Cutting crops for both silage and hay an option this season, says Byrneside contractorBy Rodney Woods
With dairy farmers making up the majority of his hay and silage clients, contractor Graeme Donaldson admitted that side of the business had declined.
But for those still milking cows, he said there were high hopes for a good season.
Mr Donaldson, who runs the Byrneside contracting business, Donaldson Ag, with his father, who is also named Graeme, said the recent rain had provided farmers with an option that had not been available to them for a while.
“With water in the catchments this year it may tempt farmers to cut an early silage crop then re-irrigate and get a cut of hay,” he said.
“That's a benefit of being able to cut silage early.
“It hasn't been an option recently.
“A lack of water availability and high water prices has restricted them.”
Mr Donaldson said having the option of cutting the crop for both hay and silage increases the quality of feed.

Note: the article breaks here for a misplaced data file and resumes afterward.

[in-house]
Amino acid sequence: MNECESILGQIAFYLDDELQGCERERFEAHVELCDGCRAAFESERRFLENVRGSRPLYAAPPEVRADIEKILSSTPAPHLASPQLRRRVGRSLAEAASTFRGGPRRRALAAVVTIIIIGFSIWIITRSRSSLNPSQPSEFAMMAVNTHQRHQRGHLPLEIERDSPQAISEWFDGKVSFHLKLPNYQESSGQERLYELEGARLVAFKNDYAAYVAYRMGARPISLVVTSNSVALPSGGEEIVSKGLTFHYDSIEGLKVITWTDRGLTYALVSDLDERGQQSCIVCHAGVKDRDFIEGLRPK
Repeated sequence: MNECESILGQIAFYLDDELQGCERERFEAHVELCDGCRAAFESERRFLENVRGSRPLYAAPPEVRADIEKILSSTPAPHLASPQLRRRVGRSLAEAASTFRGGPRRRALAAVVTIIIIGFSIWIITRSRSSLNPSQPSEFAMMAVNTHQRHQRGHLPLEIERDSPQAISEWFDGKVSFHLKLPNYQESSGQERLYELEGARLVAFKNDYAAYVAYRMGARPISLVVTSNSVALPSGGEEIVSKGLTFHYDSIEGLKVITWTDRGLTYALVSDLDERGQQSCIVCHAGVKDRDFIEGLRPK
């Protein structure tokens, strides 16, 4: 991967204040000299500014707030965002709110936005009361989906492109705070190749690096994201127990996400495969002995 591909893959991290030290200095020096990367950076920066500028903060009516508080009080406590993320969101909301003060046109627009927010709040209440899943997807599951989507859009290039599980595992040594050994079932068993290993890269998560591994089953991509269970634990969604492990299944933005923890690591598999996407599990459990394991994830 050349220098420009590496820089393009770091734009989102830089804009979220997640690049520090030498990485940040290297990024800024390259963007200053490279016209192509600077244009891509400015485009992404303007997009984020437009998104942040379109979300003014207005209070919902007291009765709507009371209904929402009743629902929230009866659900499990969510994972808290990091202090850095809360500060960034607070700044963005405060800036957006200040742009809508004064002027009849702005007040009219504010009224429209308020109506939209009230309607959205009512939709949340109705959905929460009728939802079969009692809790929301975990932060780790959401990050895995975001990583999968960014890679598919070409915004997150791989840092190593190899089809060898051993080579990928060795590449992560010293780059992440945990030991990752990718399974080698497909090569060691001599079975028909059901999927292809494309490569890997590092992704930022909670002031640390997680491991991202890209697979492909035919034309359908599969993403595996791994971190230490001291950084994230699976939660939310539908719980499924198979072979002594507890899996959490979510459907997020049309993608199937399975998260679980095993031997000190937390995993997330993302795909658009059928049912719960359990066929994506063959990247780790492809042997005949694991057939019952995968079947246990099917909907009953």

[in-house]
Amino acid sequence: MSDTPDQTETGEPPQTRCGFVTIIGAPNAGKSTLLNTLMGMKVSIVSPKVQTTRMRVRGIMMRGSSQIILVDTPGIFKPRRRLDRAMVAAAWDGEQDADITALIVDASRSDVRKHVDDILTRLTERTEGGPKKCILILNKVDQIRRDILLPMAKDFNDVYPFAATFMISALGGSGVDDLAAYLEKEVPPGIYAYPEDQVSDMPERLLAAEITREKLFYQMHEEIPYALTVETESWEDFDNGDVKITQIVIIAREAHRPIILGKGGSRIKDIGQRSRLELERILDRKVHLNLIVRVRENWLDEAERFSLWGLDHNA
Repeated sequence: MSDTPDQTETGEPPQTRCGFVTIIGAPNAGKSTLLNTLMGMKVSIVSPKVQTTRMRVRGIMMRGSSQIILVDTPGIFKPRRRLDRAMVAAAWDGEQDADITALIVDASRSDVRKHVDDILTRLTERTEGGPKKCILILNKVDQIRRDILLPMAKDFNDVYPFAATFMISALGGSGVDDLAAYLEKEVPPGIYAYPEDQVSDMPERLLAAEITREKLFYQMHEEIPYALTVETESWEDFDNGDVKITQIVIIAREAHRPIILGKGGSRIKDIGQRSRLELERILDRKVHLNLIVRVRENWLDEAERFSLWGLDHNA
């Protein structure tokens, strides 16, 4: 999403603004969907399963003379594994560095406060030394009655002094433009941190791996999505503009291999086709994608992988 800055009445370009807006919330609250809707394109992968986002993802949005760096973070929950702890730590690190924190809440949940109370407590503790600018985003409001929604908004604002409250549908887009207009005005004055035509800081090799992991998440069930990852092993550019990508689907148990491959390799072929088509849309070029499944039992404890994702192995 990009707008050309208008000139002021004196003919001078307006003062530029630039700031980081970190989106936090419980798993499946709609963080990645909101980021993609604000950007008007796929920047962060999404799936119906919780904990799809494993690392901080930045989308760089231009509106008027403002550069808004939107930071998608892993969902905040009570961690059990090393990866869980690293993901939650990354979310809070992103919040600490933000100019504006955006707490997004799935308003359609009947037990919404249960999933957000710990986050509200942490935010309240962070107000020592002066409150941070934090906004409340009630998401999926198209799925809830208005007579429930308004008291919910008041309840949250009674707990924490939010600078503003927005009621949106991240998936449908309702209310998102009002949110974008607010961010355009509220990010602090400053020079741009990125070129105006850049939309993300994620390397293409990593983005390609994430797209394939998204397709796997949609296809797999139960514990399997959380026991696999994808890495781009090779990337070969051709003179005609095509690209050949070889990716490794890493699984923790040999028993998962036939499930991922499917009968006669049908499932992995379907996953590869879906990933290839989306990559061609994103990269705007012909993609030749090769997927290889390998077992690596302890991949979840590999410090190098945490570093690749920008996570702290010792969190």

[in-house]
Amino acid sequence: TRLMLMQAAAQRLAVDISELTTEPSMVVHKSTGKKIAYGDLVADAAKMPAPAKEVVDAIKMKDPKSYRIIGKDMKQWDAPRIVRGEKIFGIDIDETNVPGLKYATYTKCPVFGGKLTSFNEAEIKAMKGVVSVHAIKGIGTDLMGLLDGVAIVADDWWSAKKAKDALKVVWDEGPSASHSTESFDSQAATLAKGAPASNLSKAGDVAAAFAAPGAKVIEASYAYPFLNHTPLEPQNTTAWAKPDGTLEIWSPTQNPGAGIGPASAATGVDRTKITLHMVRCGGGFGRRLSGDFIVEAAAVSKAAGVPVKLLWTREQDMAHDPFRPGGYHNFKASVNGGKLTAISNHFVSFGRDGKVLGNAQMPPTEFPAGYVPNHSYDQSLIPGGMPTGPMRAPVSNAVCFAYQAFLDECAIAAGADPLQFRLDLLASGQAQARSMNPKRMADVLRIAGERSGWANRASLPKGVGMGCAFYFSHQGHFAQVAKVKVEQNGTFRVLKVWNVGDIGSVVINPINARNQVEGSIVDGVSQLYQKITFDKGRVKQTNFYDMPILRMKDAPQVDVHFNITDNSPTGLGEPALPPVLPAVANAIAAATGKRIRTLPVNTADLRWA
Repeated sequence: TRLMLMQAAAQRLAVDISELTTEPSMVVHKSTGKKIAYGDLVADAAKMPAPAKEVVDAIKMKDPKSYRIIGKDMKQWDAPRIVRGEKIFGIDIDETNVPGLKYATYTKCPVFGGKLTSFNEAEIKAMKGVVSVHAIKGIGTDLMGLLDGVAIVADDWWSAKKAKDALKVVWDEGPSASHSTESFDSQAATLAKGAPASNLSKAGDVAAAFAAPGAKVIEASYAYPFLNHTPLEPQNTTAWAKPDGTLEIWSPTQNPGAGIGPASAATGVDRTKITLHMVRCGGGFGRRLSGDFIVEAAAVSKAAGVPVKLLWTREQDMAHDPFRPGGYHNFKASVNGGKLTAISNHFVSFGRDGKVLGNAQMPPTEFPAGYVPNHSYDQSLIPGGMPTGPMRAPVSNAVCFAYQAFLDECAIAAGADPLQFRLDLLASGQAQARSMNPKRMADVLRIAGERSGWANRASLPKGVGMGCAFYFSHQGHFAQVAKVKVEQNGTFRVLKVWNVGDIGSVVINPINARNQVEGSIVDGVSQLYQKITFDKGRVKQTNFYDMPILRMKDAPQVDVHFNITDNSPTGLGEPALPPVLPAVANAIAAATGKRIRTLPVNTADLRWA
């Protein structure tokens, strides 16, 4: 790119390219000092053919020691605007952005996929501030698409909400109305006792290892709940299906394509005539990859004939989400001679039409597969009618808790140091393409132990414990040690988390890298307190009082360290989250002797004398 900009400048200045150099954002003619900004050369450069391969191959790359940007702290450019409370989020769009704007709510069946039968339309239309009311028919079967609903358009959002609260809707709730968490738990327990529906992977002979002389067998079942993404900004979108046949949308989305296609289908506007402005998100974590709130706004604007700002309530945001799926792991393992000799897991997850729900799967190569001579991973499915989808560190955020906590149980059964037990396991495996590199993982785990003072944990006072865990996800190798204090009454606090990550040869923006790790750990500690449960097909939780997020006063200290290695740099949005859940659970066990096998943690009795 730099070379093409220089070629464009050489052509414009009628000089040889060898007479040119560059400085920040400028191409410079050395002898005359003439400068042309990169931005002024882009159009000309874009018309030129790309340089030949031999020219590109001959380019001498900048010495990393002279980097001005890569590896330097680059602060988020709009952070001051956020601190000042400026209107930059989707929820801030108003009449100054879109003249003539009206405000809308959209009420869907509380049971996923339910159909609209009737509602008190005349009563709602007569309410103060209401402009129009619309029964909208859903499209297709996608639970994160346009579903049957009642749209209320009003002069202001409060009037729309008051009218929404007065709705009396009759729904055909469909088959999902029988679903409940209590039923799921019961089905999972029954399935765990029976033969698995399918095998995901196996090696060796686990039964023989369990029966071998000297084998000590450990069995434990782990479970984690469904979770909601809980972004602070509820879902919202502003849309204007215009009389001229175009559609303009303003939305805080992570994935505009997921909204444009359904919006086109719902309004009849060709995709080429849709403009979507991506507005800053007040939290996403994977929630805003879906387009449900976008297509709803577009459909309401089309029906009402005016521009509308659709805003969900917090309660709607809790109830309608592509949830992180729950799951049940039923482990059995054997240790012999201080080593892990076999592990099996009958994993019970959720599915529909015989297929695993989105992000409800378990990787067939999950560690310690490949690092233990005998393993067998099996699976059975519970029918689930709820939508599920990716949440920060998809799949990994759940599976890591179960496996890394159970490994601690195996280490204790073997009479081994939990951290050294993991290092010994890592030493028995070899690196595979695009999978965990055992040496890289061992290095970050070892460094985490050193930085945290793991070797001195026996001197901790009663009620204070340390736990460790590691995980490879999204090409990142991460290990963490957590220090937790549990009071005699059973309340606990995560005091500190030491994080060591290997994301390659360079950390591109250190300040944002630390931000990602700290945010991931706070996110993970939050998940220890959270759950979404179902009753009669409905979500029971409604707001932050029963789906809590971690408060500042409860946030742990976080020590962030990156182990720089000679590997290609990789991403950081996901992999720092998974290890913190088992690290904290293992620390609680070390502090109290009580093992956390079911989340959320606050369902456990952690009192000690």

“It makes the difference if you can cut two quality crops rather than one mature crop as the feed tests drop off dramatically.”
Mr Donaldson uses John Deere tractors and Kuhn balers, which he purchased from Haeusler's Shepparton and explains why he keeps on going back.
“My old man has been buying from there for more than 30 years,” he said.
“Kuhn are very good at backing their product and the John Deere tractors are better than anything else.
“I've tried a few others but they're (John Deere tractors) a premium product.”
Haeusler's sales representative Colin Down agreed the machinery used by Mr Donaldson was top shelf.
“John Deere is premium brand, they hold their value and are always quality,” Mr Down said.
“With the new models out, the ease of use is really nice, the comfort and feature layouts are great and they work well in combination with hay balers and the new transmissions.
“The Kuhn balers that Graeme uses are a high density baler and come with a large pick-up and are one of the biggest balers in the market.
“We sell both John Deere and Kuhn balers but we probably sell more of the Kuhn balers.”
With many dairy farmers leaving the industry recently, Mr Donaldson said the hay and silage side of his business had slowed.
“In the hay and silage space, dairy is our client base but we have had a significant downturn in the last decade,” he said.
“There doesn't seem to be a lot of sheep and beef farmers doing silage, it's more dairy and there's not many of them left.”
When asked for any tips on making quality silage, Mr Donaldson said cutting the crop at the right time was the key to success.
“You need to cut it at the right time and keep it clean and airtight,” he said.
“Every crop is different but you should cut it before it reaches too much maturity.”